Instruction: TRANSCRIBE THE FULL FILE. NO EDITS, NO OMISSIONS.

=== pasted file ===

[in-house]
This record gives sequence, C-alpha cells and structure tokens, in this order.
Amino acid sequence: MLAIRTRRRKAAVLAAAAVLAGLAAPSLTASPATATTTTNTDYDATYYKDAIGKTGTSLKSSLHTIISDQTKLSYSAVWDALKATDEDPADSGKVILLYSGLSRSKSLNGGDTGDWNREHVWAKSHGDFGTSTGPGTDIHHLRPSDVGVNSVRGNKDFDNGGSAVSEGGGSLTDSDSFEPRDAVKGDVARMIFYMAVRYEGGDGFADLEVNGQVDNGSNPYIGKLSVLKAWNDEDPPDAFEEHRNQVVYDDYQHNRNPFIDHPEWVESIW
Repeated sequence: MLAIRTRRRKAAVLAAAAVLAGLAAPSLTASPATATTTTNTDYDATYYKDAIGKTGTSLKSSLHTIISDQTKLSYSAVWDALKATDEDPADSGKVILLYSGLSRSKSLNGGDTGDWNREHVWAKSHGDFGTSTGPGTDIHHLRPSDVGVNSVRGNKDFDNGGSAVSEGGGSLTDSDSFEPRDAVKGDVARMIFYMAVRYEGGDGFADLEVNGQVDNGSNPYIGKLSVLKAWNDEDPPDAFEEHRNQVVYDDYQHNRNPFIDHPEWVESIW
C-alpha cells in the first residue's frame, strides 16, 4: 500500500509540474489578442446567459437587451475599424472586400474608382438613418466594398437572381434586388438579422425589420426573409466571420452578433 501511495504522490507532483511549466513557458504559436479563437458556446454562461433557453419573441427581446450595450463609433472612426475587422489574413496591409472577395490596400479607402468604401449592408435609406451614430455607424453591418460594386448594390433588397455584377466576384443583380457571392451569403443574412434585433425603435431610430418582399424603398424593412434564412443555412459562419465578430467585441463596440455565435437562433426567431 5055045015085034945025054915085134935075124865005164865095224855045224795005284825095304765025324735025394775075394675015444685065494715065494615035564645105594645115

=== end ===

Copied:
[in-house]
This record gives sequence, C-alpha cells and structure tokens, in this order.
Amino acid sequence: MLAIRTRRRKAAVLAAAAVLAGLAAPSLTASPATATTTTNTDYDATYYKDAIGKTGTSLKSSLHTIISDQTKLSYSAVWDALKATDEDPADSGKVILLYSGLSRSKSLNGGDTGDWNREHVWAKSHGDFGTSTGPGTDIHHLRPSDVGVNSVRGNKDFDNGGSAVSEGGGSLTDSDSFEPRDAVKGDVARMIFYMAVRYEGGDGFADLEVNGQVDNGSNPYIGKLSVLKAWNDEDPPDAFEEHRNQVVYDDYQHNRNPFIDHPEWVESIW
Repeated sequence: MLAIRTRRRKAAVLAAAAVLAGLAAPSLTASPATATTTTNTDYDATYYKDAIGKTGTSLKSSLHTIISDQTKLSYSAVWDALKATDEDPADSGKVILLYSGLSRSKSLNGGDTGDWNREHVWAKSHGDFGTSTGPGTDIHHLRPSDVGVNSVRGNKDFDNGGSAVSEGGGSLTDSDSFEPRDAVKGDVARMIFYMAVRYEGGDGFADLEVNGQVDNGSNPYIGKLSVLKAWNDEDPPDAFEEHRNQVVYDDYQHNRNPFIDHPEWVESIW
C-alpha cells in the first residue's frame, strides 16, 4: 500500500509540474489578442446567459437587451475599424472586400474608382438613418466594398437572381434586388438579422425589420426573409466571420452578433 501511495504522490507532483511549466513557458504559436479563437458556446454562461433557453419573441427581446450595450463609433472612426475587422489574413496591409472577395490596400479607402468604401449592408435609406451614430455607424453591418460594386448594390433588397455584377466576384443583380457571392451569403443574412434585433425603435431610430418582399424603398424593412434564412443555412459562419465578430467585441463596440455565435437562433426567431 5055045015085034945025054915085134935075124865005164865095224855045224795005284825095304765025324735025394775075394675015444685065494715065494615035564645105594645115